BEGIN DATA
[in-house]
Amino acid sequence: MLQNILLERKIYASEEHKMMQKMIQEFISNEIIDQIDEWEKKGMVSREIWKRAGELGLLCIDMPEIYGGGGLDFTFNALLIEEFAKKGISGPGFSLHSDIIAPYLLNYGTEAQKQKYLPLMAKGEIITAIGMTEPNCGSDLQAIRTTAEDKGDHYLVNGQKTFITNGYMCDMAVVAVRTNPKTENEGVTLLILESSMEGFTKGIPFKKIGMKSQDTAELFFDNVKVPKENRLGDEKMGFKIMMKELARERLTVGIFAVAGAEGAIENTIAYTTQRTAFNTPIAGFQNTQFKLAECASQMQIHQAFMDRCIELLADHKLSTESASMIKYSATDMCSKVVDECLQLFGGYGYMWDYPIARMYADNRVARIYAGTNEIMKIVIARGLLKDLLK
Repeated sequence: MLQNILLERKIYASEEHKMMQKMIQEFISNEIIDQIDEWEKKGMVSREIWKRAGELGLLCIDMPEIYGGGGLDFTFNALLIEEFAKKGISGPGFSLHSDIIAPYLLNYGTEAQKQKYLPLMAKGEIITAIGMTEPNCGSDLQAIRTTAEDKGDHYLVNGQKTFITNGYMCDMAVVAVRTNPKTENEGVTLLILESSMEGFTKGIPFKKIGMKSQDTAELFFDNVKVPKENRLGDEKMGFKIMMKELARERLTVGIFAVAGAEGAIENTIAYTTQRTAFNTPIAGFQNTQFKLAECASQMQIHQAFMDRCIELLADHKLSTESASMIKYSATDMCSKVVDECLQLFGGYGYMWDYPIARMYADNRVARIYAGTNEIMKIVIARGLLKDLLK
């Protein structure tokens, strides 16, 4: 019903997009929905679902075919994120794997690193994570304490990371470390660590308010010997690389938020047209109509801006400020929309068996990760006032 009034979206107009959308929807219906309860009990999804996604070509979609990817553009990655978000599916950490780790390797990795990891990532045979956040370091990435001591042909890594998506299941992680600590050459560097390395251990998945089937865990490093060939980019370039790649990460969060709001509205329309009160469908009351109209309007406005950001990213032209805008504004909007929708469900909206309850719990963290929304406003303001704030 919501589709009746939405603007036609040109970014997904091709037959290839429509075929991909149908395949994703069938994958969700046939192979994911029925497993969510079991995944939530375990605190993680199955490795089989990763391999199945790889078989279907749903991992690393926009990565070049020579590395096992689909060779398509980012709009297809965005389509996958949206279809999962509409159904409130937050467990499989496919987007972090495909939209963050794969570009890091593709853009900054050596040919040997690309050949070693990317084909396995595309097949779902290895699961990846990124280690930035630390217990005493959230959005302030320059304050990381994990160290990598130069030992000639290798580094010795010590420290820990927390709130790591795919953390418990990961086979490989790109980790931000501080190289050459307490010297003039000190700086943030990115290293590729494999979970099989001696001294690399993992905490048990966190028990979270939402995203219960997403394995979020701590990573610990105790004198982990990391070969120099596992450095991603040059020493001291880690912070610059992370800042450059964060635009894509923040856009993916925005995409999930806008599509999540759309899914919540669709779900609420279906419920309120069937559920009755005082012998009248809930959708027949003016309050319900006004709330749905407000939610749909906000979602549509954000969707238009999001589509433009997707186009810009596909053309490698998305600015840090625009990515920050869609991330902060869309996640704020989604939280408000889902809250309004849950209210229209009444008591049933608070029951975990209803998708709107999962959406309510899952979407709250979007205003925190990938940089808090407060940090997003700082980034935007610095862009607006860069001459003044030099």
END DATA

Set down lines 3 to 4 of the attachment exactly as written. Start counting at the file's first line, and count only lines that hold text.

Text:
Repeated sequence: MLQNILLERKIYASEEHKMMQKMIQEFISNEIIDQIDEWEKKGMVSREIWKRAGELGLLCIDMPEIYGGGGLDFTFNALLIEEFAKKGISGPGFSLHSDIIAPYLLNYGTEAQKQKYLPLMAKGEIITAIGMTEPNCGSDLQAIRTTAEDKGDHYLVNGQKTFITNGYMCDMAVVAVRTNPKTENEGVTLLILESSMEGFTKGIPFKKIGMKSQDTAELFFDNVKVPKENRLGDEKMGFKIMMKELARERLTVGIFAVAGAEGAIENTIAYTTQRTAFNTPIAGFQNTQFKLAECASQMQIHQAFMDRCIELLADHKLSTESASMIKYSATDMCSKVVDECLQLFGGYGYMWDYPIARMYADNRVARIYAGTNEIMKIVIARGLLKDLLK
């Protein structure tokens, strides 16, 4: 019903997009929905679902075919994120794997690193994570304490990371470390660590308010010997690389938020047209109509801006400020929309068996990760006032 009034979206107009959308929807219906309860009990999804996604070509979609990817553009990655978000599916950490780790390797990795990891990532045979956040370091990435001591042909890594998506299941992680600590050459560097390395251990998945089937865990490093060939980019370039790649990460969060709001509205329309009160469908009351109209309007406005950001990213032209805008504004909007929708469900909206309850719990963290929304406003303001704030 919501589709009746939405603007036609040109970014997904091709037959290839429509075929991909149908395949994703069938994958969700046939192979994911029925497993969510079991995944939530375990605190993680199955490795089989990763391999199945790889078989279907749903991992690393926009990565070049020579590395096992689909060779398509980012709009297809965005389509996958949206279809999962509409159904409130937050467990499989496919987007972090495909939209963050794969570009890091593709853009900054050596040919040997690309050949070693990317084909396995595309097949779902290895699961990846990124280690930035630390217990005493959230959005302030320059304050990381994990160290990598130069030992000639290798580094010795010590420290820990927390709130790591795919953390418990990961086979490989790109980790931000501080190289050459307490010297003039000190700086943030990115290293590729494999979970099989001696001294690399993992905490048990966190028990979270939402995203219960997403394995979020701590990573610990105790004198982990990391070969120099596992450095991603040059020493001291880690912070610059992370800042450059964060635009894509923040856009993916925005995409999930806008599509999540759309899914919540669709779900609420279906419920309120069937559920009755005082012998009248809930959708027949003016309050319900006004709330749905407000939610749909906000979602549509954000969707238009999001589509433009997707186009810009596909053309490698998305600015840090625009990515920050869609991330902060869309996640704020989604939280408000889902809250309004849950209210229209009444008591049933608070029951975990209803998708709107999962959406309510899952979407709250979007205003925190990938940089808090407060940090997003700082980034935007610095862009607006860069001459003044030099």